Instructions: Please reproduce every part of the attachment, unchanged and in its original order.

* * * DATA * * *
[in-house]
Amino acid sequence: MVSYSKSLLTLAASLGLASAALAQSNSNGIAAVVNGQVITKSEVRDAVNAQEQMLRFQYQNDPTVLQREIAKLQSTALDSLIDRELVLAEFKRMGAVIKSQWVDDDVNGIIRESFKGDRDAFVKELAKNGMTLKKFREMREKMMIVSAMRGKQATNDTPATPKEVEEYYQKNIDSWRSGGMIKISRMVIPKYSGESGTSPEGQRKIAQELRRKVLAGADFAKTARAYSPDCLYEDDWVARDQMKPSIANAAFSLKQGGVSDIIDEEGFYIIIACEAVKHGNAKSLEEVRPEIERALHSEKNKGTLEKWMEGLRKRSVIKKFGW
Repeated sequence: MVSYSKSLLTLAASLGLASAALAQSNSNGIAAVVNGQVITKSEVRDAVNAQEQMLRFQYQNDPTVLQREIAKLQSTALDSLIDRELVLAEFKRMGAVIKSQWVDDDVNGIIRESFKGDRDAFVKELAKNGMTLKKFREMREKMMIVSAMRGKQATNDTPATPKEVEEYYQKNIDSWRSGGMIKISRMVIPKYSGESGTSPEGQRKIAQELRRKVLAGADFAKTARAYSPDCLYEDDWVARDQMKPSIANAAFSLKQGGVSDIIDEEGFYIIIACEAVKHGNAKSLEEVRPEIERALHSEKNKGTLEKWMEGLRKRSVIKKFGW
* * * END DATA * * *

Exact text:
[in-house]
Amino acid sequence: MVSYSKSLLTLAASLGLASAALAQSNSNGIAAVVNGQVITKSEVRDAVNAQEQMLRFQYQNDPTVLQREIAKLQSTALDSLIDRELVLAEFKRMGAVIKSQWVDDDVNGIIRESFKGDRDAFVKELAKNGMTLKKFREMREKMMIVSAMRGKQATNDTPATPKEVEEYYQKNIDSWRSGGMIKISRMVIPKYSGESGTSPEGQRKIAQELRRKVLAGADFAKTARAYSPDCLYEDDWVARDQMKPSIANAAFSLKQGGVSDIIDEEGFYIIIACEAVKHGNAKSLEEVRPEIERALHSEKNKGTLEKWMEGLRKRSVIKKFGW
Repeated sequence: MVSYSKSLLTLAASLGLASAALAQSNSNGIAAVVNGQVITKSEVRDAVNAQEQMLRFQYQNDPTVLQREIAKLQSTALDSLIDRELVLAEFKRMGAVIKSQWVDDDVNGIIRESFKGDRDAFVKELAKNGMTLKKFREMREKMMIVSAMRGKQATNDTPATPKEVEEYYQKNIDSWRSGGMIKISRMVIPKYSGESGTSPEGQRKIAQELRRKVLAGADFAKTARAYSPDCLYEDDWVARDQMKPSIANAAFSLKQGGVSDIIDEEGFYIIIACEAVKHGNAKSLEEVRPEIERALHSEKNKGTLEKWMEGLRKRSVIKKFGW